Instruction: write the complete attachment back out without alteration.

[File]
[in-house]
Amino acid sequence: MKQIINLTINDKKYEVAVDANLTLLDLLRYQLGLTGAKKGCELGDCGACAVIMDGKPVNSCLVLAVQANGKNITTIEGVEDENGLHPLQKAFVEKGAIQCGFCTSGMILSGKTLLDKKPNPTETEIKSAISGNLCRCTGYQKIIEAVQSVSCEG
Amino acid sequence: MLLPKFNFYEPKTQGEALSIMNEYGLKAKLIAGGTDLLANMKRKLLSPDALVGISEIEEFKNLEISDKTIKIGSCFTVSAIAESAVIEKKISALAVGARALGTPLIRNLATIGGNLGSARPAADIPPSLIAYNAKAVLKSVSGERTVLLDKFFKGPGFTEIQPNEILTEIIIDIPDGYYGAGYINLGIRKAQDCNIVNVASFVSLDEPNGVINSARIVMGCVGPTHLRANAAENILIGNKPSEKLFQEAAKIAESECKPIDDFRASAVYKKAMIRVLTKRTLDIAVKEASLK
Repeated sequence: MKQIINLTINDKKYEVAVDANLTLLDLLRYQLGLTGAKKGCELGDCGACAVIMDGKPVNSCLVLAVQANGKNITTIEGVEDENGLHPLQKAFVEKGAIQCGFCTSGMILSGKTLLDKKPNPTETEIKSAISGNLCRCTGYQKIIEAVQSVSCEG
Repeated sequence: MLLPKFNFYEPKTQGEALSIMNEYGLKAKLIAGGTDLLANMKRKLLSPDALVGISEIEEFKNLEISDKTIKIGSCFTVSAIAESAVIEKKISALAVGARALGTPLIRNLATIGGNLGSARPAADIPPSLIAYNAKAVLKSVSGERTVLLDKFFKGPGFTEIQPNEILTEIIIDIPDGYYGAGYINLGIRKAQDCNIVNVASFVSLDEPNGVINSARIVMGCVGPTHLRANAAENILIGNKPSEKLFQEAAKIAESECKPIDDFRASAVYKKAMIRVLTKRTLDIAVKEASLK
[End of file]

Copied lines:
[in-house]
Amino acid sequence: MKQIINLTINDKKYEVAVDANLTLLDLLRYQLGLTGAKKGCELGDCGACAVIMDGKPVNSCLVLAVQANGKNITTIEGVEDENGLHPLQKAFVEKGAIQCGFCTSGMILSGKTLLDKKPNPTETEIKSAISGNLCRCTGYQKIIEAVQSVSCEG
Amino acid sequence: MLLPKFNFYEPKTQGEALSIMNEYGLKAKLIAGGTDLLANMKRKLLSPDALVGISEIEEFKNLEISDKTIKIGSCFTVSAIAESAVIEKKISALAVGARALGTPLIRNLATIGGNLGSARPAADIPPSLIAYNAKAVLKSVSGERTVLLDKFFKGPGFTEIQPNEILTEIIIDIPDGYYGAGYINLGIRKAQDCNIVNVASFVSLDEPNGVINSARIVMGCVGPTHLRANAAENILIGNKPSEKLFQEAAKIAESECKPIDDFRASAVYKKAMIRVLTKRTLDIAVKEASLK
Repeated sequence: MKQIINLTINDKKYEVAVDANLTLLDLLRYQLGLTGAKKGCELGDCGACAVIMDGKPVNSCLVLAVQANGKNITTIEGVEDENGLHPLQKAFVEKGAIQCGFCTSGMILSGKTLLDKKPNPTETEIKSAISGNLCRCTGYQKIIEAVQSVSCEG
Repeated sequence: MLLPKFNFYEPKTQGEALSIMNEYGLKAKLIAGGTDLLANMKRKLLSPDALVGISEIEEFKNLEISDKTIKIGSCFTVSAIAESAVIEKKISALAVGARALGTPLIRNLATIGGNLGSARPAADIPPSLIAYNAKAVLKSVSGERTVLLDKFFKGPGFTEIQPNEILTEIIIDIPDGYYGAGYINLGIRKAQDCNIVNVASFVSLDEPNGVINSARIVMGCVGPTHLRANAAENILIGNKPSEKLFQEAAKIAESECKPIDDFRASAVYKKAMIRVLTKRTLDIAVKEASLK